“It appears, that the regulation goes fully against the objective to support and stimulate innovation. It would clearly decrease the competitiveness of Europe. Competition to lead the sector is fierce and global and is happening now.” [15]

The main shortcomings identified are:

  • Prohibition or hinderance of innovation taking place through increasingly decentralised use cases (e.g. DeFi)
  • Insufficient proportionality to cater for different business models in the sector
  • Barriers to entry too high for newcomers and too low for incumbents
  • Certain operational provisions are out of sync with market practice

If the proposal won’t be changed, we will not see the positive development that could be possible. Everyone is called upon to take a stand for this. [16] The European Commission accepts feedback. The proposal can still be amended and turned into a worldwide leading crypto-asset legislation.


The Blockchain ecosystem is always changing.
A lot can and will happen in the next months. A lot of them I can’t predict. What I do know or rather what I think is this:
It’s never too late to get into the rabbit hole. Educate yourself and try to learn as much as possible about cryptocurrencies such as Bitcoin and Blockchain Technology.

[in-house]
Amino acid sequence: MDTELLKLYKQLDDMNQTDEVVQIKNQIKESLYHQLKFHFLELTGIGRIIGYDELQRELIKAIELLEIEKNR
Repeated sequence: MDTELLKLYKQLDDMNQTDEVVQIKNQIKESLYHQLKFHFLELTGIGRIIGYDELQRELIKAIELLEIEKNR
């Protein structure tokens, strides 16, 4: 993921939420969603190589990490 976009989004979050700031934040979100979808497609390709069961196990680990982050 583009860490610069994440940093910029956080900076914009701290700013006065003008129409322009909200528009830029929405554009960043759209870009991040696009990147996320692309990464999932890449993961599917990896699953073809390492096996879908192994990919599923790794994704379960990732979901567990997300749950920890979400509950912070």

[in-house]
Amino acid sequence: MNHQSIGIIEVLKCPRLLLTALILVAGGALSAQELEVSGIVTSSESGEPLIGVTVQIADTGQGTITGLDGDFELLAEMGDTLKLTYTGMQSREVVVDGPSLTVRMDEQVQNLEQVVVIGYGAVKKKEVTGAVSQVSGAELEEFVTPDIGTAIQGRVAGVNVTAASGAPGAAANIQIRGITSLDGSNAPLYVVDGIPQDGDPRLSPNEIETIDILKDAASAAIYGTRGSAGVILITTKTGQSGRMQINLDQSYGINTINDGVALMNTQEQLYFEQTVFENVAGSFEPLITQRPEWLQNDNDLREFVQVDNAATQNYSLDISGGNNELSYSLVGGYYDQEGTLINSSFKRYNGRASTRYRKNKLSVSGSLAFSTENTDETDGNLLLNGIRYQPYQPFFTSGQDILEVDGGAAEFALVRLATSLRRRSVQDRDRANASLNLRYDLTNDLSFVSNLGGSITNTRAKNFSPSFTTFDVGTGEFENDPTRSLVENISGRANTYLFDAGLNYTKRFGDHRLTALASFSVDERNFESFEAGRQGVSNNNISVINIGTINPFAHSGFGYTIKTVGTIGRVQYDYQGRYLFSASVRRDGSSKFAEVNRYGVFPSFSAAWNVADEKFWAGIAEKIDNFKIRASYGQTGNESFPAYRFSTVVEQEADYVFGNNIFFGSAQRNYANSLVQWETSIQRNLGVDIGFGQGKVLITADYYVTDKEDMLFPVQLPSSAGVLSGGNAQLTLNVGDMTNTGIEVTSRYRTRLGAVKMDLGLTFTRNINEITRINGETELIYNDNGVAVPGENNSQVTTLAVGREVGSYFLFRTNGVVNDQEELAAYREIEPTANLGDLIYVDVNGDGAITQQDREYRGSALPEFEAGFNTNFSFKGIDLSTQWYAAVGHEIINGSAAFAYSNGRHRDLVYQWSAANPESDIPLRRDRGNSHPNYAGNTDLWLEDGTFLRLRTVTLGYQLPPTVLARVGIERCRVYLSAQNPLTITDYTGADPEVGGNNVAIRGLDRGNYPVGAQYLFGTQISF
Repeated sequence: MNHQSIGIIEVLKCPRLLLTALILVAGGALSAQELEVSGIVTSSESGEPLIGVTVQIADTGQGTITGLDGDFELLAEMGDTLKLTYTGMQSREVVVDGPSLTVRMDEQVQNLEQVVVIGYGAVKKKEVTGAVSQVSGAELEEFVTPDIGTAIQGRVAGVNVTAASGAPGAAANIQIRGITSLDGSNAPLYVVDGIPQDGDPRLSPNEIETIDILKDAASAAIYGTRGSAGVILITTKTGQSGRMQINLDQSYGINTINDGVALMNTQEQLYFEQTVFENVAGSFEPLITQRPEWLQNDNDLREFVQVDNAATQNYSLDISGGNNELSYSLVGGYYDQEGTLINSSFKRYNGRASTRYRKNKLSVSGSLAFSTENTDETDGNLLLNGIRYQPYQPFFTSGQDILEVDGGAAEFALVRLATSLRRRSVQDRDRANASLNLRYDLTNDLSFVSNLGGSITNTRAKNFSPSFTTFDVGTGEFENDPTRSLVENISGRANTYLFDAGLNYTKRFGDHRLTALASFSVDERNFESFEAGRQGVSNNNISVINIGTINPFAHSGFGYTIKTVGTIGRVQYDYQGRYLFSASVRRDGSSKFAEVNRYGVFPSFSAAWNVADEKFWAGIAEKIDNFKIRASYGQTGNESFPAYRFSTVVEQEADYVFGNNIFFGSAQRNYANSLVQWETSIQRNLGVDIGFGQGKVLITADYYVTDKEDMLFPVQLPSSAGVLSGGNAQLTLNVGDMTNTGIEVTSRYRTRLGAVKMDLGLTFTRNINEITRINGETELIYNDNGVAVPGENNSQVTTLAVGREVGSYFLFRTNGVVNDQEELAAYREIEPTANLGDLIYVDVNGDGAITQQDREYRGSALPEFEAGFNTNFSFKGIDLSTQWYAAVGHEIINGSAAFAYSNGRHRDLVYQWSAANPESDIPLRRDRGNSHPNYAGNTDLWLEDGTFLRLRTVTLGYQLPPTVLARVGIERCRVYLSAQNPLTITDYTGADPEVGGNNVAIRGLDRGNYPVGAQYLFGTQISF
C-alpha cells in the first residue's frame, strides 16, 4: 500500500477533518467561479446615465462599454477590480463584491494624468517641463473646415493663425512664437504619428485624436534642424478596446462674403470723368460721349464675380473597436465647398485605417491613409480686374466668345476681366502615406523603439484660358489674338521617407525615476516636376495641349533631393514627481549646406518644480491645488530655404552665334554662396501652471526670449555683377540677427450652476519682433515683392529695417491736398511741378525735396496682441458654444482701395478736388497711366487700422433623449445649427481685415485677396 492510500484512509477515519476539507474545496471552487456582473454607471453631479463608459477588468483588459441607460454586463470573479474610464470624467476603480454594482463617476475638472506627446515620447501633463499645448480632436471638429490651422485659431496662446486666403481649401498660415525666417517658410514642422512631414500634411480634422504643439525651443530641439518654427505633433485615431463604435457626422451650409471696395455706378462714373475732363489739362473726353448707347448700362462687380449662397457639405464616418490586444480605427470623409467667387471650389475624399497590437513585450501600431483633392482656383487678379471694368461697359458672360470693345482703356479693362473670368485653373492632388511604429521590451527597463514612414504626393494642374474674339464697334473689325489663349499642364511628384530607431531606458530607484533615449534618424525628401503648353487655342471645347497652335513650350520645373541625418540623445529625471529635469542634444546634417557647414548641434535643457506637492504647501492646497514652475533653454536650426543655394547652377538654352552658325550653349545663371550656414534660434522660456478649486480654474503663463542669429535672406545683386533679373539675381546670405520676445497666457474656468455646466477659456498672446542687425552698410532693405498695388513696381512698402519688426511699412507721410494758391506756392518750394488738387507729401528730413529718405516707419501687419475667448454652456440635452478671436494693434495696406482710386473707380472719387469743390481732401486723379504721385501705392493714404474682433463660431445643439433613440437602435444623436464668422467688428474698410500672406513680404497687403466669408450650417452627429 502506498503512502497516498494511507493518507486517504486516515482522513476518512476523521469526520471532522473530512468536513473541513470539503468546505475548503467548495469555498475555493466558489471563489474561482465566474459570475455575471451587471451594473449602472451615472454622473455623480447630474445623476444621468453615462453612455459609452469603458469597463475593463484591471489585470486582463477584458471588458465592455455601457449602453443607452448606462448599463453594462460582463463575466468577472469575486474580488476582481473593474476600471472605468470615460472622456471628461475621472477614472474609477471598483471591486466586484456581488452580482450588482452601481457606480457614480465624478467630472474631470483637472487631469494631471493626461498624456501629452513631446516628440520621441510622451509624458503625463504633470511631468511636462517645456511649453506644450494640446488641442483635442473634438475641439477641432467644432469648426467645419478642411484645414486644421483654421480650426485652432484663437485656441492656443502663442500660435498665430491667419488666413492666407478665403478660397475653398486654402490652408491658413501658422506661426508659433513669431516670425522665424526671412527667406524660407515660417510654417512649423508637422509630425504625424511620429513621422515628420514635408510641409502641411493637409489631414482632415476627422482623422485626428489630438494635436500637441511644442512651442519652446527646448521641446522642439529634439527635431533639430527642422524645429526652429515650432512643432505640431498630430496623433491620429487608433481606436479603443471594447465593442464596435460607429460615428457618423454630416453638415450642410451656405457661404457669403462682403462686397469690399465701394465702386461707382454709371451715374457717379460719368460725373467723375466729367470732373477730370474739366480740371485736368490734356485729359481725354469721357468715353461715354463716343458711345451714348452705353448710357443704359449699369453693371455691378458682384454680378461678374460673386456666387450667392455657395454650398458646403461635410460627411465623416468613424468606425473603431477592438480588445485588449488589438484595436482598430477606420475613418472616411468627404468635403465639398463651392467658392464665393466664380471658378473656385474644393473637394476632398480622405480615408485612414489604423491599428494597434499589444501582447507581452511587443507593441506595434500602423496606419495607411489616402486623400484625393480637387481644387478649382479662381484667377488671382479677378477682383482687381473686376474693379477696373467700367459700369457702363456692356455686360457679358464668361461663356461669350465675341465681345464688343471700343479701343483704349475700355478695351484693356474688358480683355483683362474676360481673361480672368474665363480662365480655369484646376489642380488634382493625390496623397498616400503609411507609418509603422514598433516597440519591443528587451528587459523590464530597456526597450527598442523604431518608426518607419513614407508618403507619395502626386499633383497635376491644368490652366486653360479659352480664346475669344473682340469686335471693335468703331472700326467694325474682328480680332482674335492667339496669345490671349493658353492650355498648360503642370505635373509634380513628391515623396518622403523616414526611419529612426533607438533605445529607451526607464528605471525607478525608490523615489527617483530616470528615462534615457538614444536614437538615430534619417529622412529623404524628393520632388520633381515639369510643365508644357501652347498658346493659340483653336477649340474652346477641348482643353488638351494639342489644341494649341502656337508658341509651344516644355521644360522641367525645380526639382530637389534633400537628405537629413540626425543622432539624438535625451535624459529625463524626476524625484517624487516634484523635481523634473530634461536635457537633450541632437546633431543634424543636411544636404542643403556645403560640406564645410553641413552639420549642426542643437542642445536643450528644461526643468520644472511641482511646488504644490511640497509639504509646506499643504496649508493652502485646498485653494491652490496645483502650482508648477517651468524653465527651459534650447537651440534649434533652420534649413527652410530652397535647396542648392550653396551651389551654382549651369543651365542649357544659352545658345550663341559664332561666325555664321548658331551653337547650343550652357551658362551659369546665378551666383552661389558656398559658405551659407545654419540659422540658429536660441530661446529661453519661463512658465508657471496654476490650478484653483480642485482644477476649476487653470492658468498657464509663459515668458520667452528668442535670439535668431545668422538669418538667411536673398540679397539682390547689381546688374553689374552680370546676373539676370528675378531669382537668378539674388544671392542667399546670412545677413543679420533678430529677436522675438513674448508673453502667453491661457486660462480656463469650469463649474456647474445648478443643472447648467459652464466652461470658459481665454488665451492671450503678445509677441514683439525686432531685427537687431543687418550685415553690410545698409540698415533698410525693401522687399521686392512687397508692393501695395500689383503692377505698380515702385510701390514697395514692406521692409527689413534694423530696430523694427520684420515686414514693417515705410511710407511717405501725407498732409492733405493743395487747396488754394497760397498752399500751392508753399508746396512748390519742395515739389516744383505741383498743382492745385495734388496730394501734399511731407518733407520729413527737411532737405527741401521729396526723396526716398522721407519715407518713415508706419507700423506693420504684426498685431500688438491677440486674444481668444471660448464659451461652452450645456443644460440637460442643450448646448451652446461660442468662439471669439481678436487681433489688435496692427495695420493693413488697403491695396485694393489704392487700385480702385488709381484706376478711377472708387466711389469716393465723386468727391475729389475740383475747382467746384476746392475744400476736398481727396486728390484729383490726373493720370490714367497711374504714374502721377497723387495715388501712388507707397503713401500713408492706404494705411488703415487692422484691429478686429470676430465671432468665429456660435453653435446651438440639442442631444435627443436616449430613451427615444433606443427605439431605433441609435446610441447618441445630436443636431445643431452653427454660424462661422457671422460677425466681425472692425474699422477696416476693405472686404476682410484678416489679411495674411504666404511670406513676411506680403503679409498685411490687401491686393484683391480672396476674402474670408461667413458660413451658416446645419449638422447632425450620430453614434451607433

Disclosure: I, too, am personally invested in Bitcoin and Ether but this is in no way a solicitation to buy cryptocurrencies or be used as financial advice.


[1] Dr. Alexander von Frankenberg, Managing Director of HTGF,
The High-Tech Gründerfonds.

[2] Bitcoin Treasuries,

[3] PayPal Launches New Service Enabling Users to Buy, Hold and Sell Cryptocurrency, Oct 21, 2020,

[4] Comment of the Author:
Compared to the existence of the traditional banking system, 12 years is nothing. Nevertheless, unlike traditional banks, financial service providers, etc., there have been no significant failures in Bitcoin and the PoW consensus mechanism over the last decade.

[5] Comment of the Author:
There are already other cryptocurrencies based on PoS. However, these are neither comparable in size nor in time since Bitcoin and PoW has existed.

[6] Oliver Schroen, Speaker of the Working Group Taxes of the Bundesblock and Tax Advisor.

[7] Stellungnahme der AG Steuern zur Kryptobesteuerung, Bundesblock, 23.12.2020,

[8] Report on a digital euro, EUROPEAN CENTRAL BANK, October 2020,